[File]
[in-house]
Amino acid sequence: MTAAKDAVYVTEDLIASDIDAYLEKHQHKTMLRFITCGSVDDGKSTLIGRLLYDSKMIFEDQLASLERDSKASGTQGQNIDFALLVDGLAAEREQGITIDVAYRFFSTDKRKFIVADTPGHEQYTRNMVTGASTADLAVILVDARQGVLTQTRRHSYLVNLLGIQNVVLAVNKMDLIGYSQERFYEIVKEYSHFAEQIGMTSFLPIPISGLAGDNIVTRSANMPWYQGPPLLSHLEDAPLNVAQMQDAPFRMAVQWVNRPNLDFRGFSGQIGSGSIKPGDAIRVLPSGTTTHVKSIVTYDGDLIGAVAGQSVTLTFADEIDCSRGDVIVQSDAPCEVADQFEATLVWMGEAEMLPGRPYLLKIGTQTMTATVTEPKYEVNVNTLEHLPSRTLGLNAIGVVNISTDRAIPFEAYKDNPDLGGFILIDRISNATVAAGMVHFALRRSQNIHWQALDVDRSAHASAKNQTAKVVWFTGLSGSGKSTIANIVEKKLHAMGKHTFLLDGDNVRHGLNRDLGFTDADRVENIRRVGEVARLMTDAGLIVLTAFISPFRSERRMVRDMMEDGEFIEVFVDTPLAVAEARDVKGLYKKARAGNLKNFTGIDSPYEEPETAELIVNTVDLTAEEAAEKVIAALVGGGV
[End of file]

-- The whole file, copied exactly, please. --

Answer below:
[in-house]
Amino acid sequence: MTAAKDAVYVTEDLIASDIDAYLEKHQHKTMLRFITCGSVDDGKSTLIGRLLYDSKMIFEDQLASLERDSKASGTQGQNIDFALLVDGLAAEREQGITIDVAYRFFSTDKRKFIVADTPGHEQYTRNMVTGASTADLAVILVDARQGVLTQTRRHSYLVNLLGIQNVVLAVNKMDLIGYSQERFYEIVKEYSHFAEQIGMTSFLPIPISGLAGDNIVTRSANMPWYQGPPLLSHLEDAPLNVAQMQDAPFRMAVQWVNRPNLDFRGFSGQIGSGSIKPGDAIRVLPSGTTTHVKSIVTYDGDLIGAVAGQSVTLTFADEIDCSRGDVIVQSDAPCEVADQFEATLVWMGEAEMLPGRPYLLKIGTQTMTATVTEPKYEVNVNTLEHLPSRTLGLNAIGVVNISTDRAIPFEAYKDNPDLGGFILIDRISNATVAAGMVHFALRRSQNIHWQALDVDRSAHASAKNQTAKVVWFTGLSGSGKSTIANIVEKKLHAMGKHTFLLDGDNVRHGLNRDLGFTDADRVENIRRVGEVARLMTDAGLIVLTAFISPFRSERRMVRDMMEDGEFIEVFVDTPLAVAEARDVKGLYKKARAGNLKNFTGIDSPYEEPETAELIVNTVDLTAEEAAEKVIAALVGGGV